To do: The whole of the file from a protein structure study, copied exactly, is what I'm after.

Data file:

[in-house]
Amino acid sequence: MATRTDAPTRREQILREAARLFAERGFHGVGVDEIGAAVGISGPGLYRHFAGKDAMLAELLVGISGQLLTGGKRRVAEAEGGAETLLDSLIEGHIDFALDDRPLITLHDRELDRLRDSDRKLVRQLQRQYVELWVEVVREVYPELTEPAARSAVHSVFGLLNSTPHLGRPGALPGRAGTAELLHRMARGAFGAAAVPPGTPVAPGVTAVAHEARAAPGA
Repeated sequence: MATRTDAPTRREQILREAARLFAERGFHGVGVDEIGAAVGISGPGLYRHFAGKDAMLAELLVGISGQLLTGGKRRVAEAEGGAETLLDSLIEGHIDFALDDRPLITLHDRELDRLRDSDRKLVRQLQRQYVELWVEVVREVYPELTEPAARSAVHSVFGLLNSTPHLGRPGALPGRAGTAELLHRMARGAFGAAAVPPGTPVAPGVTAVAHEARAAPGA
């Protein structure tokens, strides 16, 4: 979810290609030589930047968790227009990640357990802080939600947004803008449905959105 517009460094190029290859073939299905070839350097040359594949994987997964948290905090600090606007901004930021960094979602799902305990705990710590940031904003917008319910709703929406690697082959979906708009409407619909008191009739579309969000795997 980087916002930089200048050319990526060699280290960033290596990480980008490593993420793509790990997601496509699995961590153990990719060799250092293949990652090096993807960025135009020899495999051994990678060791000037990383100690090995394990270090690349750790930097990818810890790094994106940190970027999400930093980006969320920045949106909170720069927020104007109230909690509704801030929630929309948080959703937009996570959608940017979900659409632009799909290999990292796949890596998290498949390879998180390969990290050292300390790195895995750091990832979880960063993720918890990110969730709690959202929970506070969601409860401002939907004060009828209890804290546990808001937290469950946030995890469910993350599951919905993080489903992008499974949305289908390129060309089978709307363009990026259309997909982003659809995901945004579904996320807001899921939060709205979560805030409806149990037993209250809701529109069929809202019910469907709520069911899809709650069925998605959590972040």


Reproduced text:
[in-house]
Amino acid sequence: MATRTDAPTRREQILREAARLFAERGFHGVGVDEIGAAVGISGPGLYRHFAGKDAMLAELLVGISGQLLTGGKRRVAEAEGGAETLLDSLIEGHIDFALDDRPLITLHDRELDRLRDSDRKLVRQLQRQYVELWVEVVREVYPELTEPAARSAVHSVFGLLNSTPHLGRPGALPGRAGTAELLHRMARGAFGAAAVPPGTPVAPGVTAVAHEARAAPGA
Repeated sequence: MATRTDAPTRREQILREAARLFAERGFHGVGVDEIGAAVGISGPGLYRHFAGKDAMLAELLVGISGQLLTGGKRRVAEAEGGAETLLDSLIEGHIDFALDDRPLITLHDRELDRLRDSDRKLVRQLQRQYVELWVEVVREVYPELTEPAARSAVHSVFGLLNSTPHLGRPGALPGRAGTAELLHRMARGAFGAAAVPPGTPVAPGVTAVAHEARAAPGA
């Protein structure tokens, strides 16, 4: 979810290609030589930047968790227009990640357990802080939600947004803008449905959105 517009460094190029290859073939299905070839350097040359594949994987997964948290905090600090606007901004930021960094979602799902305990705990710590940031904003917008319910709703929406690697082959979906708009409407619909008191009739579309969000795997 980087916002930089200048050319990526060699280290960033290596990480980008490593993420793509790990997601496509699995961590153990990719060799250092293949990652090096993807960025135009020899495999051994990678060791000037990383100690090995394990270090690349750790930097990818810890790094994106940190970027999400930093980006969320920045949106909170720069927020104007109230909690509704801030929630929309948080959703937009996570959608940017979900659409632009799909290999990292796949890596998290498949390879998180390969990290050292300390790195895995750091990832979880960063993720918890990110969730709690959202929970506070969601409860401002939907004060009828209890804290546990808001937290469950946030995890469910993350599951919905993080489903992008499974949305289908390129060309089978709307363009990026259309997909982003659809995901945004579904996320807001899921939060709205979560805030409806149990037993209250809701529109069929809202019910469907709520069911899809709650069925998605959590972040």